Premium | Typos | Keyword | TLDs | ccTLDs
What is a Domain?
A domain is the (hopefully) easy to remember address for your site. Essentially it’s what is found between the www and the “dot” that most people think of as a URL or as a website although not entirely correct. A domain is like a plot of land. The land can be developed in a variety of ways such as building a house, a shopping mall, parking lot, farm etc. Domains are very similar. A domain owner can build a website on their plot of vacant property. The website could be a personal blog, an online store, a company website, a parked page, or any other type of site you can think of. Like real estate, domains can be bought and sold with their values differing, depending on a variety of variables.
Types of Domains
Premium domains are called this because they have high intrinsic value and are therefore worth more in the marketplace. These domains can be words, letters or numbers, but the shorter and more obvious their use, the higher their value. For example, because of their scarcity, 2 number (NN) and 2 letter (LL) .com domains demand a high premium to obtain. 3 letter(LLL) and 3 number (NNN) domains also command a premium, but not nearly as high.
While generic word domains command a premium, some still have a higher value than others based on factors such as the popularity of the word as a keyword and whether or not it can be used as a category killer. As the name suggests, category killers are domains that lay claim to a valuable keyword that often creates a halo effect making the owner appear to be the leader in their industry regardless of validity. These domains are often very valuable because they get a lot of natural or direct type-in traffic.
Vodka.com sold for $3 million, December 20, 2006
Pizza.com sold for 2.6 million, April 7, 2008
Candy.com sold for $3 million, June 4, 2009
As the name suggests, these are domains that are incorrectly spelled. This isn’t to say that this is always unintentional; some very well known domains are intentionally misspelled because the correctly spelled domain was already taken such as flickr.com. Typos come in many varieties, some of which can be used to your advantage, however, the ones to be most aware of are those that have potential for trademark issues. Regardless of the domain, or its usage, typo domains inherently have a risk to them. This is because of the potential for traffic diversion. For the same reason that trademark typos are popular among a small portion of the domain industry, an intentional typo can have the reverse impact. You may unwittingly be driving traffic to the correctly spelled domain.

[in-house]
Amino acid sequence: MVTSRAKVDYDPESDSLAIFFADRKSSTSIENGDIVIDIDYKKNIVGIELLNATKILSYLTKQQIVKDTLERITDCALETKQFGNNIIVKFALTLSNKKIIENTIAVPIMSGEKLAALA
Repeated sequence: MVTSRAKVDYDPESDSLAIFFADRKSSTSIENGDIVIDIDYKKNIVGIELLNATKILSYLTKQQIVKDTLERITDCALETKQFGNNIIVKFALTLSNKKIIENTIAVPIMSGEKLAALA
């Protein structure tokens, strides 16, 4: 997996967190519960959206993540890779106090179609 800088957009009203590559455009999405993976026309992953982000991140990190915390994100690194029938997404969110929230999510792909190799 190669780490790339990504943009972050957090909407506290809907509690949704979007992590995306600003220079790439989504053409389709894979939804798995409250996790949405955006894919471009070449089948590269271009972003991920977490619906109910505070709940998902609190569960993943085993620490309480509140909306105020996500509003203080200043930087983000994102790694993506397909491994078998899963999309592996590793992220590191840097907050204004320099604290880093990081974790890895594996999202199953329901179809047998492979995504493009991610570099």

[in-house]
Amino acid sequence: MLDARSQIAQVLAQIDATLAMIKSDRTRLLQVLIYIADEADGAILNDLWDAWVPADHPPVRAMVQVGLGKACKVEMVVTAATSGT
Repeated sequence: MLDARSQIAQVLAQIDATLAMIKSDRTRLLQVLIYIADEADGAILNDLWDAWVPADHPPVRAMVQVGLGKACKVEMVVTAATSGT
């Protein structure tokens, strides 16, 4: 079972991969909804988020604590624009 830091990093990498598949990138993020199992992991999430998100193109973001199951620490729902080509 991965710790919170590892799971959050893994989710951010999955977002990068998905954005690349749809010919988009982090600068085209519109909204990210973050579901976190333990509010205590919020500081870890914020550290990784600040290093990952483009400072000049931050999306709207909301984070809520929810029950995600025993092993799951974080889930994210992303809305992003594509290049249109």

Keyword based aka Search Optimized
Search engines can find it difficult to read some long keyword rich domains, which isn’t a surprise when you figure that some domains can be read more than one way i.e. choosespain.com. (Did you see ChoosesPain.com first or the correct version of ChooseSpain.com? You can see more company domain blunders here. ) Keyword domains often have hyphens in them such as Used-Car-Parts.com, which makes them less likely to get type-in traffic and therefore decreases their value on the domain aftermarket, however, they can prove valuable as part of your search engine management strategy.
TLDs and ccTLDs
The term TLD is something you’ll hear a lot in reference to domains, it stands for Top Level Domain and refers to the domain extension or, what comes after the “dot”. For most people, the .com TLD is the best known and most popular, especially in the United States. It typically has the highest resell value. Most of the domains people are familiar with .com, .net, .org (to just name a few) fall under the the gTLD classification. The g stands for general. Registration restrictions vary depending on the TLD. For instance .com is considered open so anyone can register it while .gov is closed and limited to U.S. Governmental entities. June 26, 2008, ICANN (Internet Corporation for Assigned Names and Numbers) voted to make a controversial change to the gTLD approval process. You can read more about that here or here But the basic idea is for a starting fee of $185,000, you can get your own gTLD. You can find plenty of discussion both for and against this new proposal, but that’s a topic for another post.
ccTLD is another term you’ll hear a lot. The cc stands for Country Code and refers to domains that are country specific such as .co.uk (United Kingdom), .ca (Canada), and .ie (Ireland). New ccTLDs are frequently being introduced and like gTLDs, restrictions vary. Two of the best known ccTLDs .me (Montenegro) and .tv (Tuvalu) are often mistakenly thought of as gTLDs. Although .com is most common in the United States, this is not the case everywhere and so in some cases such as in the United Kingdom, going with a ccTLD is a smarter choice. While ccTLDs can be very useful, there is also a serious potential risk in investing in a ccTLD. Because each country sets the requirements for their ccTLD, there is the potential for a domain to be taken away from you without compensation or warning.
You can see a full list of TLDs and ccTLDs on Wikipedia here.
My intent is to turn this topic into several posts so please let me know if any particular subject is of interest to you. I gave a presentation in June with Victor Pitts of Moniker covering some of these basics as well as some other topics I hope to be covering. Here are my slides from the presentation and here is the audio (which also contains Victor’s presentation.)